North Korea to send delegation to South Korea Olympics
Beijing: It has been proposed that North Korean athletes jointly enter the Olympic stadium with South Korean athletes, behind a single Korean peninsula flag, in a revival of the peace gesture pioneered at the Sydney 2000 Olympics.
The offer was made at the first high-level talks between North Korea and South Korea in two years at the border village of Panmunjom on Tuesday.
The meeting had focused on North Korea’s participation in the winter Olympics, but also resulted in the two countries agreeing to hold separate military talks on easing border tensions.
Tuesday’s meeting was a breakthrough after a two-year communications freeze, during which time North Korean leader Kim Jong-un had defied the international community by ratcheting up his nuclear weapons and missile program.
Kim and South Korean President Moon Jae-in were able to listen in to the meeting on Tuesday morning between the two nation’s unification and sports ministers. Negotiations continued in the afternoon between officials.
In 2000, International Olympic Committee President Juan Antonio Samaranch had personally negotiated the deal for the two Koreas to wear the same uniform and enter the Olympic Stadium together, after writing to Kim Jong-il.
North Korea responded with the idea of a single flag, because it said the “ultimate goal” was unification.
But the mood in 2000, when a landmark summit had taken place in Pyongyang between the senior Kim and then South Korean president Kim Dae-jung, and paved the way for family reunions, is vastly different to the global mood today.
For months, the tweeted barbs of US President Donald Trump, and verbal missives of North Korean leader Kim, have suggested the world could be on the brink of a nuclear war.
The United Nations Security Council has imposed harsh economic sanctions on North Korea. Tough bans on its workers and companies operating in China due to take effect this month will severely cut foreign cash to the regime.
But Kim’s New Year’s Day proposal that North Korea participate in the Winter Olympics, which open in Pyeongchang on February 9, appears to have acted as a circuit breaker.
Ahead of the talks, the US and South Korea agreed to suspend military drills while the Olympics is held, and a hotline between north and south has reopened.
In the meeting on Tuesday, North Korea agreed to send athletes, cheerleaders, artists, spectators, officials and a demonstration taekwondo team.
North Korea reopened a military hotline with the south on Tuesday.
A joint statement released on Tuesday evening said North Korea and South Korea had agreed to activate exchanges in diverse areas, and to continue talking to improve relations.
South Korea said the two sides were “getting closer” on the joint march into the Olympic stadium, Yonhap reported.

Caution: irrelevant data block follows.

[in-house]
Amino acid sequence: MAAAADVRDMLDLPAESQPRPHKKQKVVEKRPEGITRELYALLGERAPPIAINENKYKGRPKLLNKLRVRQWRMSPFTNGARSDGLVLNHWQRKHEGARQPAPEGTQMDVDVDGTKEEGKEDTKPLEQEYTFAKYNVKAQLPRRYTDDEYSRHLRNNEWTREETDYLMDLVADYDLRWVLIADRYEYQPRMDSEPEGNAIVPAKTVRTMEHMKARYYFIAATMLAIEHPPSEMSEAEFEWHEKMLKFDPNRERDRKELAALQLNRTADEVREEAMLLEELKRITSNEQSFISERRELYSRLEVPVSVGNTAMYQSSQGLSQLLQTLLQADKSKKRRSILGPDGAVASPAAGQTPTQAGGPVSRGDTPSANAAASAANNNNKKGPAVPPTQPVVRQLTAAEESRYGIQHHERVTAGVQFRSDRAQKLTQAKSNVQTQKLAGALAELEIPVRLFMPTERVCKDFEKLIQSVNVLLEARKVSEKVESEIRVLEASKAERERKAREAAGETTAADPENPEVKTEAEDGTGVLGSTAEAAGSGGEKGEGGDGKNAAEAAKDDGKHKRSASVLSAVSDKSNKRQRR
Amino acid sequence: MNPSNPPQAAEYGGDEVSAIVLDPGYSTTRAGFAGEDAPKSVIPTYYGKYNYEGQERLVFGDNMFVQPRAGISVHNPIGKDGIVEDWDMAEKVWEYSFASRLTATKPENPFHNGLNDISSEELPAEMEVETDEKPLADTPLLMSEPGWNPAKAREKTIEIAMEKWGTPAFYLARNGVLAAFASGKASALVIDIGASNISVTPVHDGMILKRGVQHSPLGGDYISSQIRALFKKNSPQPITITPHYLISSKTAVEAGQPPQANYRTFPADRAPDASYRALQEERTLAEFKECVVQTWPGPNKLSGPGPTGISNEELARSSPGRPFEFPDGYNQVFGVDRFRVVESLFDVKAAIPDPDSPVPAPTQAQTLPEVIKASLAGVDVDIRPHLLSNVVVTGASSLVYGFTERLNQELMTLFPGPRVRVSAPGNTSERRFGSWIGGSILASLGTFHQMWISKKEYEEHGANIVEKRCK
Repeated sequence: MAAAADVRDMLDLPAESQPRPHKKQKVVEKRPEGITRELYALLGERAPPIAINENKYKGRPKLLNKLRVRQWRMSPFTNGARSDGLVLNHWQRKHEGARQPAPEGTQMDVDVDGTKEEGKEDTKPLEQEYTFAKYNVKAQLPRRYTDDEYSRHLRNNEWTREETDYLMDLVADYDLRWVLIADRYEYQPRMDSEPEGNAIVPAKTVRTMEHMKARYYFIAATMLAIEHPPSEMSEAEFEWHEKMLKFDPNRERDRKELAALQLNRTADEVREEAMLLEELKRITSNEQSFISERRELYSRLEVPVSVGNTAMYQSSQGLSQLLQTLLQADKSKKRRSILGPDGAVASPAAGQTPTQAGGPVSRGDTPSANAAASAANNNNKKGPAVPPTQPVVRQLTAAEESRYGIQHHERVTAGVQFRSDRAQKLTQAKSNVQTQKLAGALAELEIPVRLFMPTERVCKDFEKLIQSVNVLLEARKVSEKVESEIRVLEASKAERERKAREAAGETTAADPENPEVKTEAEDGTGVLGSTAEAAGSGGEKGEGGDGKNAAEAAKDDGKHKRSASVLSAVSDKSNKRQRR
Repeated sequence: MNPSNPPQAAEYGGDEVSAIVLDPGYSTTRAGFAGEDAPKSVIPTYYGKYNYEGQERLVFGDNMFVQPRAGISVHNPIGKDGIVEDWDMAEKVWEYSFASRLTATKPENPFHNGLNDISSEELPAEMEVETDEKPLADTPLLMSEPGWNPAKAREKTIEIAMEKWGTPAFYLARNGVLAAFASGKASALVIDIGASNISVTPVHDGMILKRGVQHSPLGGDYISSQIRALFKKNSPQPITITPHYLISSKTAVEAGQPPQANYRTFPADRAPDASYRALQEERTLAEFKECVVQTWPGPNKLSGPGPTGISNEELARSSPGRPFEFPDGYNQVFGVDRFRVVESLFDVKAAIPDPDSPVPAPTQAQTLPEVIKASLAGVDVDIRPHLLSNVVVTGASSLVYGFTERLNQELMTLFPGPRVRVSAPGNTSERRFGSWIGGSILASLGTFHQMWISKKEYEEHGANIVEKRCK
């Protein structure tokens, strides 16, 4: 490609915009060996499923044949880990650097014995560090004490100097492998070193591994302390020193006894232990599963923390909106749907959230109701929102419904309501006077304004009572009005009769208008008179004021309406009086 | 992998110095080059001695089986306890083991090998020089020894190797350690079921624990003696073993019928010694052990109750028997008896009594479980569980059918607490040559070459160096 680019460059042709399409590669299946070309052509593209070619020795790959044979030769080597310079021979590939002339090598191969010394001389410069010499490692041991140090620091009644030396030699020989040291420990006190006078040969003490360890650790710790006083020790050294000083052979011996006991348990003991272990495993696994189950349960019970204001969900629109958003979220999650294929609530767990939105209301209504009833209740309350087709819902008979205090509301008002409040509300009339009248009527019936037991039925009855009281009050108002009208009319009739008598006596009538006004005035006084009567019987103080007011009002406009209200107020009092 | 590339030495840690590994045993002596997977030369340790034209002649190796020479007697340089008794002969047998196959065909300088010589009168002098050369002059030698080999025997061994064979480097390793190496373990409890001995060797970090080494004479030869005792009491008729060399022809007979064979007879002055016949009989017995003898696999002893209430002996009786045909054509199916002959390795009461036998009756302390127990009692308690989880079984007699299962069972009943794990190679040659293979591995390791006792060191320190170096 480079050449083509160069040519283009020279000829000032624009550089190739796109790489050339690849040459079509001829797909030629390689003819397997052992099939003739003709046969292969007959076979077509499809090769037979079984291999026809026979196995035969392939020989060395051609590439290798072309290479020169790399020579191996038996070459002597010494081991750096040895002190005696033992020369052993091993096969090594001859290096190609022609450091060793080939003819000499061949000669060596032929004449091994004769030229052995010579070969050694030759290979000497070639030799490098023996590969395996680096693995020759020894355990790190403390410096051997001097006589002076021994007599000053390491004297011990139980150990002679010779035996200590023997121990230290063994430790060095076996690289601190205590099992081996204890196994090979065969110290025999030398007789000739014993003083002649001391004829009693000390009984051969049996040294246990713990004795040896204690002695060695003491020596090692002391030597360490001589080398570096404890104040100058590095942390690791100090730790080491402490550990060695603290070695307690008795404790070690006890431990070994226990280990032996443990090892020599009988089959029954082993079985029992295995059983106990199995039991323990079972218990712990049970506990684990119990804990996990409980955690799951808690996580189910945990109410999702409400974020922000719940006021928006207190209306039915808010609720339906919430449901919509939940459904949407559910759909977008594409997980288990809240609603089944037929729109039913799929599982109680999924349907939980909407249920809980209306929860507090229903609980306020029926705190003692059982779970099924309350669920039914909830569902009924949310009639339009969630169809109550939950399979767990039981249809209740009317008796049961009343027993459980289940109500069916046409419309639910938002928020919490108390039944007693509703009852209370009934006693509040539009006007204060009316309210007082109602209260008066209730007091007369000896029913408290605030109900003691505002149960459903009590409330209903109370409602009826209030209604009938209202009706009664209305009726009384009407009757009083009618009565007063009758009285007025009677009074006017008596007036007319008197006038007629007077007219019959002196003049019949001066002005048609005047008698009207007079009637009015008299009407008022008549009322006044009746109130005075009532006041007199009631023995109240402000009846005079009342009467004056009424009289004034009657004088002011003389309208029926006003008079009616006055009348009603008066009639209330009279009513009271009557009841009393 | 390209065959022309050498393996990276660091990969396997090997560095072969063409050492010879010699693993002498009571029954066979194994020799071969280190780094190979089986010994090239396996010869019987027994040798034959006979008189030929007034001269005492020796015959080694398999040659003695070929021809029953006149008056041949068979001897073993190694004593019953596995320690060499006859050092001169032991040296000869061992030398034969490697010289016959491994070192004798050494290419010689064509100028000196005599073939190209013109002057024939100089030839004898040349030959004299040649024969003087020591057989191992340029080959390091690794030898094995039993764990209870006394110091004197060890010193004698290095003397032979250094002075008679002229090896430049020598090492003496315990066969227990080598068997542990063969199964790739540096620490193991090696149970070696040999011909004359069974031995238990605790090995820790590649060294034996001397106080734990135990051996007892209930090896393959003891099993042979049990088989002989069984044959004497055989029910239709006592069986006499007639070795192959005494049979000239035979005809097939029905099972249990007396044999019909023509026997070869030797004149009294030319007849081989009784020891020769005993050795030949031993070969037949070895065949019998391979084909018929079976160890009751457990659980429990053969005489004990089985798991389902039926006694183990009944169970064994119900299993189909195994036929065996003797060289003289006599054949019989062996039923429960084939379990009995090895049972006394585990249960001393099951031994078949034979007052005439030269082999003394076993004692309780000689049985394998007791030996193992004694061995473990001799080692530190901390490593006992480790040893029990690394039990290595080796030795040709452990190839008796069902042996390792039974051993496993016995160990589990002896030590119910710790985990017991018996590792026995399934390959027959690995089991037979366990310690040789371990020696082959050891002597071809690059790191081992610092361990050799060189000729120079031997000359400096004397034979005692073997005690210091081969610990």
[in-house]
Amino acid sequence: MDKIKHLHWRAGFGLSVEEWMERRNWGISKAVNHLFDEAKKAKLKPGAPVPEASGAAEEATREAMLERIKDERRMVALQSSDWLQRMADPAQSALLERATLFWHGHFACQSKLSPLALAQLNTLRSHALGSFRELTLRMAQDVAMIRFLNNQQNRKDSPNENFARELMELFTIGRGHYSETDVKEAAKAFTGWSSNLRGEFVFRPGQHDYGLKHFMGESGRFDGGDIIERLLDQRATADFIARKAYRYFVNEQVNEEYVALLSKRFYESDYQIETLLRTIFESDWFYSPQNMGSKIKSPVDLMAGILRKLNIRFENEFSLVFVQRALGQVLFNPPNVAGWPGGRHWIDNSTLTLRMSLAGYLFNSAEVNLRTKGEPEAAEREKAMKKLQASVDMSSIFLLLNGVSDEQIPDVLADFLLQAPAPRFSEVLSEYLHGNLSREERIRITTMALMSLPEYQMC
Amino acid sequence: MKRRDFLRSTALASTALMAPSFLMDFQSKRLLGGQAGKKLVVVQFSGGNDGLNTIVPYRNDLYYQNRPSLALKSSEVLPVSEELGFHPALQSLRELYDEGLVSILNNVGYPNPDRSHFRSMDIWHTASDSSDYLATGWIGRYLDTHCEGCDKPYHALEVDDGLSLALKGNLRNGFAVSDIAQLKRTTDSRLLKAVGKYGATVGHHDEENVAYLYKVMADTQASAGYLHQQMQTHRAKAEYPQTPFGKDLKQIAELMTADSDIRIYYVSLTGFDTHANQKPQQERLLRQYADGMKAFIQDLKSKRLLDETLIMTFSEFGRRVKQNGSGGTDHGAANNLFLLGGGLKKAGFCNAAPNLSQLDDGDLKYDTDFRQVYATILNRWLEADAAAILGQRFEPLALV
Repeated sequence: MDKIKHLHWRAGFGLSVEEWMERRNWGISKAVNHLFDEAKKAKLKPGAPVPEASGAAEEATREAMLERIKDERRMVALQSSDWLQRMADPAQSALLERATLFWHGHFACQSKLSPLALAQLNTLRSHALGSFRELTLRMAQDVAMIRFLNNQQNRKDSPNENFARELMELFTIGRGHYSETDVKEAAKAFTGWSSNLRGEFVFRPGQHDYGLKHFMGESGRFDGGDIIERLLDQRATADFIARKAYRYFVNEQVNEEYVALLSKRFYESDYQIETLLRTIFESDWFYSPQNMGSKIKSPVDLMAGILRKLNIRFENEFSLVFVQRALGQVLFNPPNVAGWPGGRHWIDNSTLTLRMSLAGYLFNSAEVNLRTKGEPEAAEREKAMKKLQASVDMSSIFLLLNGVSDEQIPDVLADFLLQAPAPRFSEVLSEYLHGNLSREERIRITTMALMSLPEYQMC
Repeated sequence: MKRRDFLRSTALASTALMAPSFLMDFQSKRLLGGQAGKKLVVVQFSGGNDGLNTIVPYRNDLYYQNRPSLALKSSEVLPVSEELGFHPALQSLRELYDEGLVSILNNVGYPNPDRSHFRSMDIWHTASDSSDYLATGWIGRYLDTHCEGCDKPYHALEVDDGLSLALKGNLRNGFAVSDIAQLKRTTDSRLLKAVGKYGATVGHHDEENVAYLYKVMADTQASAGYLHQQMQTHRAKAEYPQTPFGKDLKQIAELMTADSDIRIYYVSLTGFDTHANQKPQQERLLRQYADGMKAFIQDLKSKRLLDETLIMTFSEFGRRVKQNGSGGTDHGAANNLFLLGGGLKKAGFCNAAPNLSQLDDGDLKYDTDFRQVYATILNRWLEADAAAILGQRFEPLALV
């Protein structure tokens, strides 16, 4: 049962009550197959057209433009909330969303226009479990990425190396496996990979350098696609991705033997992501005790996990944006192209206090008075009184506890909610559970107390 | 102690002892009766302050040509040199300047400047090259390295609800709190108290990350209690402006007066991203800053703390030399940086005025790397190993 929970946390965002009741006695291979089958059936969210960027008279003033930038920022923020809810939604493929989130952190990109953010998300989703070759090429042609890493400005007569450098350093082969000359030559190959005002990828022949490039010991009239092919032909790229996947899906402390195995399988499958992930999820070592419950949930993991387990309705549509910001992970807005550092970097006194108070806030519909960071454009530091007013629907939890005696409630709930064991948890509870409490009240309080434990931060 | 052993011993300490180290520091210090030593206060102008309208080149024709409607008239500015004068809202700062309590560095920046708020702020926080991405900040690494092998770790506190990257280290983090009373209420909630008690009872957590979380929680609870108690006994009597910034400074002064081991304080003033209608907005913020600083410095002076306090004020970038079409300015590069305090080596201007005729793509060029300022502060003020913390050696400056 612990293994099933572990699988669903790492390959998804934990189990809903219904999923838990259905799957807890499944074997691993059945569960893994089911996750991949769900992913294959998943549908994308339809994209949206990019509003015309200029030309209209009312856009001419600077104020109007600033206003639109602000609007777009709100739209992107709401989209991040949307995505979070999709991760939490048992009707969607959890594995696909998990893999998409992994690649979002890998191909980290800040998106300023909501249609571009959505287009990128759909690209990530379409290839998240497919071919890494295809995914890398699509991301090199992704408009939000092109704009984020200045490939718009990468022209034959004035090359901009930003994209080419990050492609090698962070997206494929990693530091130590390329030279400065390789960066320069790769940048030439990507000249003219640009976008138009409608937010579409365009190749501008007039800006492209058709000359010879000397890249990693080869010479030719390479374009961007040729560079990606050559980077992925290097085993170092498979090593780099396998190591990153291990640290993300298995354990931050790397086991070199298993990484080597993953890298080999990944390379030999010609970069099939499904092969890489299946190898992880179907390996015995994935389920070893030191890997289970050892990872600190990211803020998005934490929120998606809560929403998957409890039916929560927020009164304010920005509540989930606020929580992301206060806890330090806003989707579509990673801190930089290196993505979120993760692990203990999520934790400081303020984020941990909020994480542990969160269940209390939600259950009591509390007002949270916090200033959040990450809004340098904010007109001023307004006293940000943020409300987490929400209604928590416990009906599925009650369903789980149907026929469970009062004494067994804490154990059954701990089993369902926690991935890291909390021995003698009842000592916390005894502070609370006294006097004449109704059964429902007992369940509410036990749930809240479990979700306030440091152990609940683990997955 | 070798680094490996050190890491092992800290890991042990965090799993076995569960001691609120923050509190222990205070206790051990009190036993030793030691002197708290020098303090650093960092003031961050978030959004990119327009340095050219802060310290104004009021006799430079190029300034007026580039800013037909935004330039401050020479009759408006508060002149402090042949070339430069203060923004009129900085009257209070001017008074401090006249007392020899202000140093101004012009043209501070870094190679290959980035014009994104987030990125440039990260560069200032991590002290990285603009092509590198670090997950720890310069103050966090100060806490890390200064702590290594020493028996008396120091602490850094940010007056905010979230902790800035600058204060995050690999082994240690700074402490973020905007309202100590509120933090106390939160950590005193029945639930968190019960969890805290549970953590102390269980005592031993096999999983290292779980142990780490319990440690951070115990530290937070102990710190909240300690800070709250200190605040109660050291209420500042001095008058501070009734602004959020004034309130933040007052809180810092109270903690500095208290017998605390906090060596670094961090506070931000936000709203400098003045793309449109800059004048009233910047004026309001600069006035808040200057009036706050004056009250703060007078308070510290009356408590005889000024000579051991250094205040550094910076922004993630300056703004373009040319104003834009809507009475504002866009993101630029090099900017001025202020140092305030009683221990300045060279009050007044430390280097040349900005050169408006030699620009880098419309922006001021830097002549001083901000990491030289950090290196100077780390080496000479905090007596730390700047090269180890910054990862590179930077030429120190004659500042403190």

Earlier, during a break in the meeting, South Korean Vice Minister of Unification Chun Hae-sung quoted Unification Minister Cho Myoung-gyon as saying: “It is necessary to relaunch dialogue as soon as possible for peaceful settlement like denuclearisation. Based on the mutual respect and cooperation, any action that escalates tension on the peninsular should be stopped.”
However North Korea’s chief delegate was reported to be “strongly dissatisfied” with any mention of denuclearisation.
The office of US Secretary of State Rex Tillerson had earlier briefed journalists in South Korea it was premature to judge the meeting “as the beginning of something”, because North Korea may have only wanted to talk about the Olympics.
The US policy on North Korea “remains focused on our global pressure campaign that is designed to bring Kim Jong-un to the table for meaningful negotiations,” said Brian Hook, a senior policy advisor.
He said the US wanted “complete, verifiable and irreversible denuclearisation of the Korean Peninsula”.
On Chinese television, commentators highlighted the importance of sports diplomacy in history, recalling “ping-pong diplomacy” was credited with thawing relations between the US and Communist China in 1971.
The success of the American ping pong team’s tour to China in April 1971 paved the way for US president Richard Nixon’s visit 10 months later, reviving diplomatic relations after 22-years.
Some observers cautioned that North Korea may attempt to wedge South Korea and the US, and expect an easing of tough United Nations sanctions in return for its participation in the Olympics.
South Korea’s proposal at the meeting to hold a reunification event for families during the Lunar New Year, on February 16, was not mentioned in the joint statement.
Family reunification has been a priority for Moon, elected in May, whose parents were North Korean refugees.
South Korean media reported that the last time the two Koreas marched together at the Olympics was the 2006 Winter Olympics in Turin. Just days before the opening ceremony, speed skater Lee Bo-ran received a phone call from her coach, telling her she had been selected as the Korean Peninsula flag bearer, along with North Korean male figure skater Han Jong-in.
“I want to see the South-North joint march again at the Winter Olympic Games. It will be more meaningful as the Team Korea will be the last team in as the host country,” she told Yonhap on Tuesday.Posted in: 苏州美甲